Professional Communication for the Technical Workplace: A Situational Analysis and Practical Handbook

by Urquhart, Burton Leander

Abstract (Summary)
This thesis focuses on the ways in which theoretical models based in rhetorical studies can be used to enhance both the understanding and the practice of communication. In particular, my project shows that rhetoric and communication theory can provide a foundation for improving communication practice.

Every communicative act takes place within a context, as Lloyd F. Bitzer established. This same understanding of the centrality of situation to communicative effectiveness permeates the work of several other theorists whose work is discussed in this thesis, among them Wayne C. Booth, Kenneth Burke, George L. Dillon, Barnett Baskerville, and Donald Schon.

Using Bitzers conception of the rhetorical situation as the theoretical focus, two main concerns are addressed in the thesis: the relationship between rhetoric and the practice of technical communication, and the integration of theory and practice as the foundation of rhetorical understanding. The first three chapters present a series of theoretical models, and the practical use of this theory is tested by an exercise in writing a public speaking handbook for engineering undergraduates (presented as Chapter Four of the thesis). The audience for this handbook is specific and the purpose is narrow to give advice on preparing, practising, and presenting design presentations to professors and clients. This experiment is then followed by a reflection on the writing process and some conclusions about the relationship between rhetorical theory and communicative practice.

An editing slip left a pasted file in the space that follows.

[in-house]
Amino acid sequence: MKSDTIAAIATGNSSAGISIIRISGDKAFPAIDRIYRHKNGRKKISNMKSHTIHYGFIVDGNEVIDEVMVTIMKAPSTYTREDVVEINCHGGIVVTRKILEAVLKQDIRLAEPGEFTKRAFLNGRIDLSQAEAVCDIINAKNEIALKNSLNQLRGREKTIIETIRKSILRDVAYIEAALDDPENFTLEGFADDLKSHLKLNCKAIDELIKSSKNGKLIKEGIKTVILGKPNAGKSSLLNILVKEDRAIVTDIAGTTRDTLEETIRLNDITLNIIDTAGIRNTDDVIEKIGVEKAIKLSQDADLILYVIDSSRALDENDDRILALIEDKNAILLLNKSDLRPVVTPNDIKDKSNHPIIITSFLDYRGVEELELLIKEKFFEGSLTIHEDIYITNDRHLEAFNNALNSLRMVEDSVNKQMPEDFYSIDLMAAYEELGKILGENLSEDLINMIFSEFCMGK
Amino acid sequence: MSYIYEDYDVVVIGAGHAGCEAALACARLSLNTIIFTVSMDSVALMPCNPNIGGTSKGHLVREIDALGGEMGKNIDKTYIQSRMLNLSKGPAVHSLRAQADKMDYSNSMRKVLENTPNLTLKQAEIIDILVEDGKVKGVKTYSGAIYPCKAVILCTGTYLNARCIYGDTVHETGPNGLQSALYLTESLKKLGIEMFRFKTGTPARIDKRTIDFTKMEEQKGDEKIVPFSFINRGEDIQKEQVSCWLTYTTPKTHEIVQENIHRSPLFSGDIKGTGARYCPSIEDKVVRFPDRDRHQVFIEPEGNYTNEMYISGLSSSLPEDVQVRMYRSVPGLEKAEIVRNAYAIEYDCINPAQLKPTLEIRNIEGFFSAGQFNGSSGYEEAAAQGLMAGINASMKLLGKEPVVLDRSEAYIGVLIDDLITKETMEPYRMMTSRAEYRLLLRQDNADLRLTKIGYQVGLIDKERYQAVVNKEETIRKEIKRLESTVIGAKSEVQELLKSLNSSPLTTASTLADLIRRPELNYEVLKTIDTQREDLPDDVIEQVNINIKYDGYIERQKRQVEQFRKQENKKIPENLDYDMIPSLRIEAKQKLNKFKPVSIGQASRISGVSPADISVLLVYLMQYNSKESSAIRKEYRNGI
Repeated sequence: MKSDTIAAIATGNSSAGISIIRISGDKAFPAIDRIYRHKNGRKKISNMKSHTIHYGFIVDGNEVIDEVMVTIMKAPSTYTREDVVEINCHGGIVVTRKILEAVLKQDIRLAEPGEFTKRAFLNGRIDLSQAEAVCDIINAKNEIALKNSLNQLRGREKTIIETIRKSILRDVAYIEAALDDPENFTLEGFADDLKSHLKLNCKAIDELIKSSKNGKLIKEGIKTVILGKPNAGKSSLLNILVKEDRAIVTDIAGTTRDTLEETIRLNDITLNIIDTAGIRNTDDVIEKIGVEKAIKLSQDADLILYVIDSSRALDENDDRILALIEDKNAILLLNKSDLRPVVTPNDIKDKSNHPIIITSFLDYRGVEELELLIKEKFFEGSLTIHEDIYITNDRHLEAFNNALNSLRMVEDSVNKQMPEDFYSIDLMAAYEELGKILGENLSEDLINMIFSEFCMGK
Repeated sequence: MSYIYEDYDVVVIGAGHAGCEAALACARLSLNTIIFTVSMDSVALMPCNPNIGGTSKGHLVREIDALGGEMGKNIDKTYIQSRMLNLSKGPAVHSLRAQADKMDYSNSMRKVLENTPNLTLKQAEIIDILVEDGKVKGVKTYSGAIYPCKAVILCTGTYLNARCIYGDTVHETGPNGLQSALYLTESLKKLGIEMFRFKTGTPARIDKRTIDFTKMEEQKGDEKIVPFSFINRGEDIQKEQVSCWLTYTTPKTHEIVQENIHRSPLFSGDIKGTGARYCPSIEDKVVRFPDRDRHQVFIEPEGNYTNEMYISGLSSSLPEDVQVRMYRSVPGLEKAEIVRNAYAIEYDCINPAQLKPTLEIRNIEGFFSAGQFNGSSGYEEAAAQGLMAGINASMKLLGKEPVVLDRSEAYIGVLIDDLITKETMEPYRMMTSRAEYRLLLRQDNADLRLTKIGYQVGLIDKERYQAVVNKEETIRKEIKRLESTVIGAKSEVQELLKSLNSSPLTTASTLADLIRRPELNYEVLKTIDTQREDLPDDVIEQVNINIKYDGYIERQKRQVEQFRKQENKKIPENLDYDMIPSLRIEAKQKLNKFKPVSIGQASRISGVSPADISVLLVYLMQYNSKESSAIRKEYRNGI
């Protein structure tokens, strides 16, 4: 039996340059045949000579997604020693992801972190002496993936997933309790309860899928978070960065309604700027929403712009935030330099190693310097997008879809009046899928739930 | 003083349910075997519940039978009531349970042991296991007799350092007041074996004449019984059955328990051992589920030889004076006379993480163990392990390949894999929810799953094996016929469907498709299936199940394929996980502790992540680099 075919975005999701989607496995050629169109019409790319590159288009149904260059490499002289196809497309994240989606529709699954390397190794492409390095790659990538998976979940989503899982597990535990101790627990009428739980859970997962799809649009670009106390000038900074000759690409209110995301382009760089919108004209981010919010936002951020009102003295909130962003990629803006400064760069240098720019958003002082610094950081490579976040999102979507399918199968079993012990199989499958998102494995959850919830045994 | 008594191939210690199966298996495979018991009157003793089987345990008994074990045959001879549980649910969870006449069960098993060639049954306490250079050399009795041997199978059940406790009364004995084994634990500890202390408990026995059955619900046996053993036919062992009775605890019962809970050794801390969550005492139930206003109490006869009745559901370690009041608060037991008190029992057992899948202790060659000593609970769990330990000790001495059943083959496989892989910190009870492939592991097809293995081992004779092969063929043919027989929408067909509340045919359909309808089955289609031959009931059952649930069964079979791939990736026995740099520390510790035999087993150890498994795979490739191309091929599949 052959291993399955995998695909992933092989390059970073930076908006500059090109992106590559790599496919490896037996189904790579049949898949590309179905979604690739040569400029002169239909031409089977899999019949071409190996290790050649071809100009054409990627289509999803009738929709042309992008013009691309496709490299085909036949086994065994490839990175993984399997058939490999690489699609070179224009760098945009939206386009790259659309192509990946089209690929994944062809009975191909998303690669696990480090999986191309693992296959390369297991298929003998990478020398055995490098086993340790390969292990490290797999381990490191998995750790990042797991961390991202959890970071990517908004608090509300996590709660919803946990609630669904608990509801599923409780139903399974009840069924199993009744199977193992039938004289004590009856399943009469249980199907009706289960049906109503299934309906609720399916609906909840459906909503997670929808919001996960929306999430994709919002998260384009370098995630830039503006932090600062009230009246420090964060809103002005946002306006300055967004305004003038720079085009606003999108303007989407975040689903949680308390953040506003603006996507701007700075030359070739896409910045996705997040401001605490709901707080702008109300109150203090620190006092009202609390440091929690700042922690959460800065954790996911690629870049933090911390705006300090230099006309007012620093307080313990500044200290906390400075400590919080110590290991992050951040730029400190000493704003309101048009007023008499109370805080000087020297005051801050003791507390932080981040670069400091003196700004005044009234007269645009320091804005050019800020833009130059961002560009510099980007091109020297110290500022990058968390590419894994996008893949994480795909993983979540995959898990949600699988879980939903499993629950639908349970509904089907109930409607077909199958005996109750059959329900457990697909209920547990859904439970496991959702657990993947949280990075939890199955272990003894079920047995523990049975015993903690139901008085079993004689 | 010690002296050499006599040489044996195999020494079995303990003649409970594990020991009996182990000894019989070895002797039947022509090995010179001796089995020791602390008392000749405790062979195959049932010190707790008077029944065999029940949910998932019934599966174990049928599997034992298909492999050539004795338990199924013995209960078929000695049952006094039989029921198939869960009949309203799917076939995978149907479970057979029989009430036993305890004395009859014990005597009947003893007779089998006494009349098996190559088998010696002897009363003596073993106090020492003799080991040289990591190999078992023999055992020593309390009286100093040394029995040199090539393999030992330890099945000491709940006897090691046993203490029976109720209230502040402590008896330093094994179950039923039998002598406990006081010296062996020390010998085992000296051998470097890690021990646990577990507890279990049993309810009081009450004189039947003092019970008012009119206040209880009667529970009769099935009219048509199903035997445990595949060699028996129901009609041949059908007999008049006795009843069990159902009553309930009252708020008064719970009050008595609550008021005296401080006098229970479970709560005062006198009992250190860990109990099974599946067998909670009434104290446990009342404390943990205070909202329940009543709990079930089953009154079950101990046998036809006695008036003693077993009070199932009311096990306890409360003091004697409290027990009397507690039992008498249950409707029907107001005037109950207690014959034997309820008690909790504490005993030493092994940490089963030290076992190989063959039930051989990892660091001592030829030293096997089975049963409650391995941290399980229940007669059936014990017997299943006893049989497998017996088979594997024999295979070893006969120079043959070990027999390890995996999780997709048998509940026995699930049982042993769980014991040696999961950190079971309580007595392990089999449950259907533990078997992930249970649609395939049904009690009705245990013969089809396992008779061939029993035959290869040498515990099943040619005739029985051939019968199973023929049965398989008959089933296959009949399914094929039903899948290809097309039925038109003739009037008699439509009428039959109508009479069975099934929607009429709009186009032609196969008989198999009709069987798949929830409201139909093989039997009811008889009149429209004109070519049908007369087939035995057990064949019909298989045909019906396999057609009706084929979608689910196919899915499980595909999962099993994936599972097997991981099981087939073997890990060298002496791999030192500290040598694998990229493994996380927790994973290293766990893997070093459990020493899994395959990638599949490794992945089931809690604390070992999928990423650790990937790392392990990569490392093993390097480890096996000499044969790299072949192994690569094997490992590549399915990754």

The key result of this research and case study is a deepened understanding of how rhetoric operates or how it should be studied. As a rhetorician, I found it discouraging even at times humiliating to discover how much difficulty I had in adapting my discourse to a specific audience. This research makes clear that an understanding of theory without a solid grounding in practice is insufficient for rhetorical mastery. While my original goal was to demonstrate the usefulness of theory to improving practice, this thesis shows as well the extent to which rhetorical theory also depends on an understanding of the demands and constraints of actual practice.

Bibliographical Information:

Advisor:MacLennan, Jennifer; Burton, Richard T.

School:University of Saskatchewan

School Location:Canada - Saskatchewan

Source Type:Master's Thesis

Keywords:integration of theory and practice design presentations context as writing strategy rhetoric technical communication reflective analysis practitioner footing student handbook


Date of Publication:03/14/2006

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